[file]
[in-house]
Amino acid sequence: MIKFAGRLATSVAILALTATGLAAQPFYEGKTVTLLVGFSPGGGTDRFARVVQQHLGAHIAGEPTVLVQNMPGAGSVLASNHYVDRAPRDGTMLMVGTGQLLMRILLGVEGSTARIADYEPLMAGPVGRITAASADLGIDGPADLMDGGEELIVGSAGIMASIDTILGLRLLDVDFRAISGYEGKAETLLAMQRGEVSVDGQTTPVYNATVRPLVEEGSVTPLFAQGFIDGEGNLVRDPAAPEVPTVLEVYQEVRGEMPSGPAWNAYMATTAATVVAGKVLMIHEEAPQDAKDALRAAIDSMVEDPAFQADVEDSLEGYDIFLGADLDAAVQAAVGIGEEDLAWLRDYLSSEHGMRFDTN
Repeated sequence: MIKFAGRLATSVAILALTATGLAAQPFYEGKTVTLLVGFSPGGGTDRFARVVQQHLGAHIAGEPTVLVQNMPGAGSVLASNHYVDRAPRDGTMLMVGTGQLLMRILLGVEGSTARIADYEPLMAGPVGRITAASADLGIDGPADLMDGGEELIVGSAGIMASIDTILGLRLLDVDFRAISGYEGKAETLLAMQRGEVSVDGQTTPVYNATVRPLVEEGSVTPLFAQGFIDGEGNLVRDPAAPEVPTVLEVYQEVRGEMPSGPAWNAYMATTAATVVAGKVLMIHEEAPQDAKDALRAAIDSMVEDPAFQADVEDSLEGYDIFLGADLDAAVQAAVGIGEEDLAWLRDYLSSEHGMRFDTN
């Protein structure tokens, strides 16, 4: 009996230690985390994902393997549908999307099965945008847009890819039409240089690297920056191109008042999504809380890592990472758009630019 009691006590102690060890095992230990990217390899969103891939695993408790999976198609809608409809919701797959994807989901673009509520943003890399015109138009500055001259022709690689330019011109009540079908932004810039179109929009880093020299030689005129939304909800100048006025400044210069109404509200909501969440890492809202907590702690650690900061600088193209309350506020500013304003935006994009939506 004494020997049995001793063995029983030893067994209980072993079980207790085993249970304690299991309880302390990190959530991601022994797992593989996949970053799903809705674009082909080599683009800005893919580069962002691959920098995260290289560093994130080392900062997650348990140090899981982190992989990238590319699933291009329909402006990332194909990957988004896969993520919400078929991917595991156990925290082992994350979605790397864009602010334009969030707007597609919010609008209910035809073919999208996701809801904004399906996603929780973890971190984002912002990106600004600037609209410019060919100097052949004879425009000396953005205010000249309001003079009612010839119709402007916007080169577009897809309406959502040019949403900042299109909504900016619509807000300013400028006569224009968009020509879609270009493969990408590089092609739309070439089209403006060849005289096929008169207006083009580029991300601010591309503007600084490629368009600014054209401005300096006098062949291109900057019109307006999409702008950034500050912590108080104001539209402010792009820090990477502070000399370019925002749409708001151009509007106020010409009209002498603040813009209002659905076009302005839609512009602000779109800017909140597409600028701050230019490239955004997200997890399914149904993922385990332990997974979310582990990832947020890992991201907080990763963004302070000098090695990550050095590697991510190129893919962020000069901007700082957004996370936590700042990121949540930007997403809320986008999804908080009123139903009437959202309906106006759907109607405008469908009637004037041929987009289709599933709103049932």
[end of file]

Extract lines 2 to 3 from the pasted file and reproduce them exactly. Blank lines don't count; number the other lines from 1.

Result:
Amino acid sequence: MIKFAGRLATSVAILALTATGLAAQPFYEGKTVTLLVGFSPGGGTDRFARVVQQHLGAHIAGEPTVLVQNMPGAGSVLASNHYVDRAPRDGTMLMVGTGQLLMRILLGVEGSTARIADYEPLMAGPVGRITAASADLGIDGPADLMDGGEELIVGSAGIMASIDTILGLRLLDVDFRAISGYEGKAETLLAMQRGEVSVDGQTTPVYNATVRPLVEEGSVTPLFAQGFIDGEGNLVRDPAAPEVPTVLEVYQEVRGEMPSGPAWNAYMATTAATVVAGKVLMIHEEAPQDAKDALRAAIDSMVEDPAFQADVEDSLEGYDIFLGADLDAAVQAAVGIGEEDLAWLRDYLSSEHGMRFDTN
Repeated sequence: MIKFAGRLATSVAILALTATGLAAQPFYEGKTVTLLVGFSPGGGTDRFARVVQQHLGAHIAGEPTVLVQNMPGAGSVLASNHYVDRAPRDGTMLMVGTGQLLMRILLGVEGSTARIADYEPLMAGPVGRITAASADLGIDGPADLMDGGEELIVGSAGIMASIDTILGLRLLDVDFRAISGYEGKAETLLAMQRGEVSVDGQTTPVYNATVRPLVEEGSVTPLFAQGFIDGEGNLVRDPAAPEVPTVLEVYQEVRGEMPSGPAWNAYMATTAATVVAGKVLMIHEEAPQDAKDALRAAIDSMVEDPAFQADVEDSLEGYDIFLGADLDAAVQAAVGIGEEDLAWLRDYLSSEHGMRFDTN